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Research Papers: Gas Turbines: Cycle Innovations

Bayesian Calibration for Power Splitting in Single-Shaft Combined Cycle Plant Diagnostics

[+] Author and Article Information
Xiaomo Jiang

General Electric Company,
Power & Water, Fleet Management,
Atlanta, GA 30339
e-mail: xiaomo.jiang@ge.com

TsungPo Lin

General Electric Company,
Power & Water, Life Cycle Engineering,
Atlanta, GA 30339
e-mail: tsungpo.lin@ge.com

Eduardo Mendoza

General Electric Company,
Power & Water, Life Cycle Engineering,
Atlanta, GA 30339
e-mail: eduardo.mendoza@ge.com

1Corresponding author.

Contributed by the Cycle Innovations Committee of ASME for publication in the JOURNAL OF ENGINEERING FOR GAS TURBINES AND POWER. Manuscript received July 13, 2015; final manuscript received August 20, 2015; published online November 3, 2015. Editor: David Wisler.

J. Eng. Gas Turbines Power 138(5), 051702 (Nov 03, 2015) (9 pages) Paper No: GTP-15-1268; doi: 10.1115/1.4031564 History: Received July 13, 2015; Revised August 20, 2015

Condition monitoring and diagnostics of a combined cycle gas turbine (CCGT) power plant has become an important tool to improve its availability, reliability, and performance. However, there are two major challenges in the diagnostics of performance degradation and anomaly in a single-shaft combined cycle (CC) power plant. First, since the gas turbine (GT) and steam turbine (ST) in such a plant share a common generator, each turbine's contribution to the total plant power output is not directly measured, but must be accurately estimated to identify the possible causes of plant level degradation. Second, multivariate operational data instrumented from a power plant need to be used in the plant model calibration, power splitting, and degradation diagnostics. Sensor data always contain some degree of uncertainty. This adds to the difficulty of both estimation of GT to ST power split (PS) and degradation diagnostics. This paper presents an integrated probabilistic methodology for accurate power splitting and the degradation diagnostics of a single-shaft CC plant, accounting for uncertainties in the measured data. The method integrates the Bayesian inference approach, thermodynamic physics modeling, and sensed operational data seamlessly. The physics-based thermodynamic heat balance model is first established to model the power plant components and their thermodynamic relationships. The model is calibrated to model the plant performance at the design conditions of its main components. The calibrated model is then employed to simulate the plant performance at various operating conditions. A Bayesian inference method is next developed to determine the PS between the GT and the ST by comparing the measured and expected power outputs at different operation conditions, considering uncertainties in multiple measured variables. The calibrated model and calculated PS are further applied to pinpoint the possible causes at individual components resulting in the plant level degradation. The proposed methodology is demonstrated using operational data from a real-world single-shaft CC power plant with a known degradation issue. This study provides an effective probabilistic methodology to accurately split the power for degradation diagnostics of a single-shaft CC plant, addressing the uncertainties in multiple measured variables.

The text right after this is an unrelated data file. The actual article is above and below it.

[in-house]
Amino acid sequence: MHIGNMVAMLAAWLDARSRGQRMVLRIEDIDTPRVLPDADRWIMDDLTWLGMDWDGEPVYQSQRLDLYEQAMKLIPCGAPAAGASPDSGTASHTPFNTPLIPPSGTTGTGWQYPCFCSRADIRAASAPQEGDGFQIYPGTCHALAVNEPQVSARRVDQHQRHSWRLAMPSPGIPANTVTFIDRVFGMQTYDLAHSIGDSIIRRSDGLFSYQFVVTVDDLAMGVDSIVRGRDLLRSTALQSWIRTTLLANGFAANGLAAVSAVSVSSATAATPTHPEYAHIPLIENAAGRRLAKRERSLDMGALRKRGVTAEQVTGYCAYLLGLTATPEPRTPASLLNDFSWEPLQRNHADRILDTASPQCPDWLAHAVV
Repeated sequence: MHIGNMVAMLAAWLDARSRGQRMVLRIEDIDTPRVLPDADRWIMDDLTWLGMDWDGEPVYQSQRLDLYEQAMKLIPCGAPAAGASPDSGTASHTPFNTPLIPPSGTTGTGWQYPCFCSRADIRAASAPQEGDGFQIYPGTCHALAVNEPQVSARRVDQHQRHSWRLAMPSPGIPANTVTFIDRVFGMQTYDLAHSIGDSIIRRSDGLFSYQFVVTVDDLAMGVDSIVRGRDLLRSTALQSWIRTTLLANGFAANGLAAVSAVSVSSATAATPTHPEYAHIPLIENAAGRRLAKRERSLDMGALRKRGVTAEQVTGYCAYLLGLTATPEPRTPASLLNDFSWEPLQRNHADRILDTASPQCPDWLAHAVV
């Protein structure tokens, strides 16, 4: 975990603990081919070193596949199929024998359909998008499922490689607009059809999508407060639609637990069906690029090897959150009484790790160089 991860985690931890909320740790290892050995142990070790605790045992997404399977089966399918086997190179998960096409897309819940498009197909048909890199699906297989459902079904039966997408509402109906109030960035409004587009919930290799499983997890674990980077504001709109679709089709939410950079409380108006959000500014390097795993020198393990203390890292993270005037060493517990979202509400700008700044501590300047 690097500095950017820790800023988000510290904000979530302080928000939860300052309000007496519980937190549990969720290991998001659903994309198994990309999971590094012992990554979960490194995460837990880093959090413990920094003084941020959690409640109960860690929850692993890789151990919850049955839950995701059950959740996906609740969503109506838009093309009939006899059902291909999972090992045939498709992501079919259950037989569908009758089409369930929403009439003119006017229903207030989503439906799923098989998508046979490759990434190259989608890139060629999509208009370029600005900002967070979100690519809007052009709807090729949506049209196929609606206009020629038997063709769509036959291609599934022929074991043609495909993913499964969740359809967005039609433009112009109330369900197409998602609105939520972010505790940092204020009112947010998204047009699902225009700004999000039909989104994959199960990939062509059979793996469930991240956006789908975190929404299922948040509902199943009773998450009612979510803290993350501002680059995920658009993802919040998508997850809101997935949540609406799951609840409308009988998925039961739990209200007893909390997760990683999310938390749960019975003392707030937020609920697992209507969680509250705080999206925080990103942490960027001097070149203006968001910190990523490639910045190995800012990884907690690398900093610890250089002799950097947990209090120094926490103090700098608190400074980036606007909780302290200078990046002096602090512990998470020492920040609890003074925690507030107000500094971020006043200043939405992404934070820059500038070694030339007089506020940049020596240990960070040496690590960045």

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Figures

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Fig. 1

Example of corrected power output, degradation, and performance recovery after offline WW

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Fig. 2

Concept of parameter calibration

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Fig. 3

Data flow for performance calculation in a CCGT plant

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Fig. 4

Graphical representation of a single-shaft CC plant

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Fig. 5

Model-based heat balance calculation at component level

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Fig. 6

Procedure of power splitting

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Fig. 7

Concept of Bayes theorem

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Fig. 8

Thermodynamic plant model

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Fig. 9

Histogram of PS results

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Fig. 10

Plant performance degradation breakdown using physics model and PS

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